These parties have preferenced the Greens above Labor in six out of eight regions (the exceptions being Eastern Victoria and Northern Victoria), but generally preference each other before going to the bigger parties. The Socialists generally put the Greens higher, and most of the parties favoured the Greens in South Metro, but otherwise make sure they stick with the smaller left parties first.

Animal Justice has been favoured in Northern Victoria and Western Victoria, with some parties putting them ahead of the Greens in South Metro. Reason have mostly been favoured in North Metro (some parties favoured the Socialists first) and have been given more of a clear run in North East Metro.

Legalise Cannabis have been put first in Eastern Victoria and South East Metro, while West Metro is a split between Legalise Cannabis and the Socialists.

Generally Labor and the Greens have prioritised whichever minor party has been prioritised by the other small parties in this left bloc.

Labor and the Greens have a consistent approach of preferencing this gang of minor parties before then going to each other. The Greens have also included Transport Matters after the small parties but before Labor in all eight regions. In four regions, Labor has inserted another party after these small left parties but before the Greens: Hinch in South East Metro and Western Vic, Transport Matters in North East Metro and the Shooters in Eastern Victoria. Three of these four cases involve incumbent crossbench MLCs.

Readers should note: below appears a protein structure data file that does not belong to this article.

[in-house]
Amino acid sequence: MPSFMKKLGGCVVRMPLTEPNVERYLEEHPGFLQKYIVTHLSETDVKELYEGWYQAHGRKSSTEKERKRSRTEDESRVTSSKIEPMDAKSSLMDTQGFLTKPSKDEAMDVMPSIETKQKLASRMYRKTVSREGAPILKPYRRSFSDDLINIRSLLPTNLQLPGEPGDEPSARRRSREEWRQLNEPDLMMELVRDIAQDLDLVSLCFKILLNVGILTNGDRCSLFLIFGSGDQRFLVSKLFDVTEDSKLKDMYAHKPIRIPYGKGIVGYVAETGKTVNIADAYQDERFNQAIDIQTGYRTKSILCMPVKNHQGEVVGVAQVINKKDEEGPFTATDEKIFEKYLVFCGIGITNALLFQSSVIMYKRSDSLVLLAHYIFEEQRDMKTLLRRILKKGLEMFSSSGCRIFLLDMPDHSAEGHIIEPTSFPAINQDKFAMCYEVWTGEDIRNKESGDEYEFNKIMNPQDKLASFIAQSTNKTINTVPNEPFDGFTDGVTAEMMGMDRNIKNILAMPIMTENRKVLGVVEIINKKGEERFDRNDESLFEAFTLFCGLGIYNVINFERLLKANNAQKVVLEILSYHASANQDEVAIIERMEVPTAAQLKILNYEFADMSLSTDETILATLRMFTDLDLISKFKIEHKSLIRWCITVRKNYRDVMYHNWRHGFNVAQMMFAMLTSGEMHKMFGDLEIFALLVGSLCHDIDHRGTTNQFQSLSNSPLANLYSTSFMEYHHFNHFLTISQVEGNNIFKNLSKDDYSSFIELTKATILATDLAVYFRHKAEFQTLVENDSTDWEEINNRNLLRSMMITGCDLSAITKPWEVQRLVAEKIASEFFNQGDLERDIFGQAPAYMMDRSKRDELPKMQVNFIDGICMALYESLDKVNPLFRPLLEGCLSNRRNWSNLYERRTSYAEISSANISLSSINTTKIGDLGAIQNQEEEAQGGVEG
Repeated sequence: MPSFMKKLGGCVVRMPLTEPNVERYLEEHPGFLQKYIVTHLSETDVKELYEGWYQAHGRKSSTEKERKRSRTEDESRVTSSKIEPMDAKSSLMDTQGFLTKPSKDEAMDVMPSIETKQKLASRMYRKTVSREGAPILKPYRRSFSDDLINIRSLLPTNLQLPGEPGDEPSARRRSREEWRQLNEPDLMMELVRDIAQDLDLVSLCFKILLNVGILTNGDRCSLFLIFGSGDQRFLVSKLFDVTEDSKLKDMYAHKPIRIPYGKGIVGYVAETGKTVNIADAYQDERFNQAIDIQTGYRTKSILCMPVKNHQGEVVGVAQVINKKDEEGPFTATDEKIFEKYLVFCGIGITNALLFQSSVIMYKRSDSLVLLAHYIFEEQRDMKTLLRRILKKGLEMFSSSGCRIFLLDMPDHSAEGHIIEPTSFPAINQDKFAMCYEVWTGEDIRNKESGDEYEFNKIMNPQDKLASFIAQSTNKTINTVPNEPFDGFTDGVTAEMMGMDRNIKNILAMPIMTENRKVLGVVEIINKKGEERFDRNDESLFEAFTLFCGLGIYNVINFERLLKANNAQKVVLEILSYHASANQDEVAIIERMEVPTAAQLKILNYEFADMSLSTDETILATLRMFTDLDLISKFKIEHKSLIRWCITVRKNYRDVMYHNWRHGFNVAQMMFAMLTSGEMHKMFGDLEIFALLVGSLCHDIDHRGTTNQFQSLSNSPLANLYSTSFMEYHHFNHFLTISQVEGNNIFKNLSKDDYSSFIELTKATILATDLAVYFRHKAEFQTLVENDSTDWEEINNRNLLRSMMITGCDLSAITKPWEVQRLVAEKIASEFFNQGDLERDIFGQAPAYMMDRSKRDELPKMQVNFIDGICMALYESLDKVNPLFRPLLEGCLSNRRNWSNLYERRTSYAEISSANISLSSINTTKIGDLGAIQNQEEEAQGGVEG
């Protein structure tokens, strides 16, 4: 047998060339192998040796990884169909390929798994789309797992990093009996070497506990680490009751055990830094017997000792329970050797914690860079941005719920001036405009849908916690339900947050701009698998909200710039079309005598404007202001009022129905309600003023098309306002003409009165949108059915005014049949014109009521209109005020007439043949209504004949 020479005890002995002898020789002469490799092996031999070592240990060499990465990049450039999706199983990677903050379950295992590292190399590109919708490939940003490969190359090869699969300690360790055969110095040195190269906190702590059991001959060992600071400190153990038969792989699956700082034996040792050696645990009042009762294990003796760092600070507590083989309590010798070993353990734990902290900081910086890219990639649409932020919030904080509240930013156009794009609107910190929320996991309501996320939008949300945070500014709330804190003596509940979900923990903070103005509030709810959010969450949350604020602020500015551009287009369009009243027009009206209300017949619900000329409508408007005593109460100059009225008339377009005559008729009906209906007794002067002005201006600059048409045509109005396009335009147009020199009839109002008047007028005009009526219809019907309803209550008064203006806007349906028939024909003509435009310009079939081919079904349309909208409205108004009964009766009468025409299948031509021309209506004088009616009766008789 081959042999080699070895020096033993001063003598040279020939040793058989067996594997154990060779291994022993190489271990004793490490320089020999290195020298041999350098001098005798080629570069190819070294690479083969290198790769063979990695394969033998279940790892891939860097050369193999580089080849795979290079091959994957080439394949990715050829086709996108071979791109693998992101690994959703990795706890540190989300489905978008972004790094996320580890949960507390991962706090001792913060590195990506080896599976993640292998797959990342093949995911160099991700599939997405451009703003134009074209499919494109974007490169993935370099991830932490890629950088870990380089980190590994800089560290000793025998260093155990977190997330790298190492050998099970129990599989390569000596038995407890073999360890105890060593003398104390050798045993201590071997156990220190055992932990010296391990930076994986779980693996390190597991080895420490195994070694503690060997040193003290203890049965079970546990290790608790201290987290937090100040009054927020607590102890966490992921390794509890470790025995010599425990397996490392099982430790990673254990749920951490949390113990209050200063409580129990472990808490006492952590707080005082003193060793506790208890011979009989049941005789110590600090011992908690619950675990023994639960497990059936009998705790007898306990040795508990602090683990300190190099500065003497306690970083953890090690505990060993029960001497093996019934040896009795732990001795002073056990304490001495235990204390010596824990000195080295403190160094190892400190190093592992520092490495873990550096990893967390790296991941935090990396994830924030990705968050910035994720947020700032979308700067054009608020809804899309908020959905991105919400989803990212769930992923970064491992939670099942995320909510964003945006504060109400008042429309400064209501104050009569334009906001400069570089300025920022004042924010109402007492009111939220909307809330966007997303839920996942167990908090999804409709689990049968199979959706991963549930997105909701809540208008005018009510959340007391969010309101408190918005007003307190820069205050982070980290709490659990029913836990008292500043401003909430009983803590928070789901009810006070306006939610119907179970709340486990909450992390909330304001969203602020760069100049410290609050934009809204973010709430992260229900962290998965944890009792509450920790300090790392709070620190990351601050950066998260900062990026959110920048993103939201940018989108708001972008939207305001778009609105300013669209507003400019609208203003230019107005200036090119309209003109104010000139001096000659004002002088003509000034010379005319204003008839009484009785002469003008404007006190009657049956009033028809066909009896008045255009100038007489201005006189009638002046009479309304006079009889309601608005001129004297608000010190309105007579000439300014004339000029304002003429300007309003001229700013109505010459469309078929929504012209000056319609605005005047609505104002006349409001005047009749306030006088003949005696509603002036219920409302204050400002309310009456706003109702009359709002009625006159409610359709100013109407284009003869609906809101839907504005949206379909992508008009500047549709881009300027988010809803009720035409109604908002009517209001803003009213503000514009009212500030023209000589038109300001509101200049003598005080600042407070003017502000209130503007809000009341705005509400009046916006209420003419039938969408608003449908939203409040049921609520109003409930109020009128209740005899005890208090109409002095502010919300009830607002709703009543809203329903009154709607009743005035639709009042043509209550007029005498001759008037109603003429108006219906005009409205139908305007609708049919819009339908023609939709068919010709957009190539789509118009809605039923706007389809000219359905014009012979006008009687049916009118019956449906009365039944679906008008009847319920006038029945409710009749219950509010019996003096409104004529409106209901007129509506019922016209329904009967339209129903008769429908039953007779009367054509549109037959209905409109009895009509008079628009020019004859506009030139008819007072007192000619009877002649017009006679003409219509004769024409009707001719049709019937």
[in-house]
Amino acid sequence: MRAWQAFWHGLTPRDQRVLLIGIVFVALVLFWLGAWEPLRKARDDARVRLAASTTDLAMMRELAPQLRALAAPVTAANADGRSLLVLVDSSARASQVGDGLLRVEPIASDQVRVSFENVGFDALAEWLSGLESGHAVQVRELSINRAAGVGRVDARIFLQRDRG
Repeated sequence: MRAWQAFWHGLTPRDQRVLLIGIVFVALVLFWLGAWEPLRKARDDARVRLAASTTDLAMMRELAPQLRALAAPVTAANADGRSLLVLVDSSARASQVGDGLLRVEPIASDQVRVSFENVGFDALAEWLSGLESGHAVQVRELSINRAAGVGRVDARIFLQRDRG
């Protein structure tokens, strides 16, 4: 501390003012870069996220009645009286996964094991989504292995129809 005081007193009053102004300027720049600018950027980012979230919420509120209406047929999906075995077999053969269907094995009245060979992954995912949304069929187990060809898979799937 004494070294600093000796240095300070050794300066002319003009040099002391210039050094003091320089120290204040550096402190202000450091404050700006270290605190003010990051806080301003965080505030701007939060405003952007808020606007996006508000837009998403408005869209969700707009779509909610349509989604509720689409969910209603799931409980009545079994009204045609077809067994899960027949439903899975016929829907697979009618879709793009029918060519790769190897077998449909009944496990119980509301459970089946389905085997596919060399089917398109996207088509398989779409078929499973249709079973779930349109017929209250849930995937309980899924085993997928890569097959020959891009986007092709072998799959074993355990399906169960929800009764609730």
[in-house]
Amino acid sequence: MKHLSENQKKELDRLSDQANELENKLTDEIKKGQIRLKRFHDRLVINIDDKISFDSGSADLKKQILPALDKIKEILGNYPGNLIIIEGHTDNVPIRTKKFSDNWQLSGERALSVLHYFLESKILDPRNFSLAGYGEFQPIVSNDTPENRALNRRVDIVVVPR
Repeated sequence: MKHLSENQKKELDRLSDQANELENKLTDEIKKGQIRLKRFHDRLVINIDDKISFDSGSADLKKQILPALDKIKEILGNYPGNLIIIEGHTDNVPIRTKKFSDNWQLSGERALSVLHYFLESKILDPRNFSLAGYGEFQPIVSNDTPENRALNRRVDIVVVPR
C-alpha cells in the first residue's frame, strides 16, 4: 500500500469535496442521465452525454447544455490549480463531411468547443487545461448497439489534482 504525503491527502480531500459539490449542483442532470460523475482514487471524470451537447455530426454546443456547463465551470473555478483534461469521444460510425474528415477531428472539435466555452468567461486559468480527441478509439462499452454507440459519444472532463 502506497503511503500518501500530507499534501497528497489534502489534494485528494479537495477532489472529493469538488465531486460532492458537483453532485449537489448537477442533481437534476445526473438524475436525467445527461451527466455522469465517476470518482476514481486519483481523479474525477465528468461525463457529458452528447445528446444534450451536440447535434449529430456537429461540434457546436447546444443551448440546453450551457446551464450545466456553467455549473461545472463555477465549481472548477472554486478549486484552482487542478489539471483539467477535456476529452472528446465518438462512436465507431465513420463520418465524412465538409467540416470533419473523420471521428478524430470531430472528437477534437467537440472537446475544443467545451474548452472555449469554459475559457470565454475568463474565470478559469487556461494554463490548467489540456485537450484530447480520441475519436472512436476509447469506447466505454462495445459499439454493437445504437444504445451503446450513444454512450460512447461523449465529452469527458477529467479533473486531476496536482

The picture on the right is more messy. There is one other party which has chosen to preference the major parties very low, such that I briefly thought they were part of the Alliance. Angry Victorians is running incumbent MLC Catherine Cummings in West Metro, but don’t do that well on preferences. Their preferences sometimes go to Alliance priority parties, sometimes to One Nation, sometimes to Legalise Cannabis.

The other right parties, in addition to the Coalition, are Companions and Pets, United Australia, One Nation, Family First and Freedom Party. All of these parties rank the Coalition reasonably highly, but there’s no evidence of a serious effort to keep preferences within a block.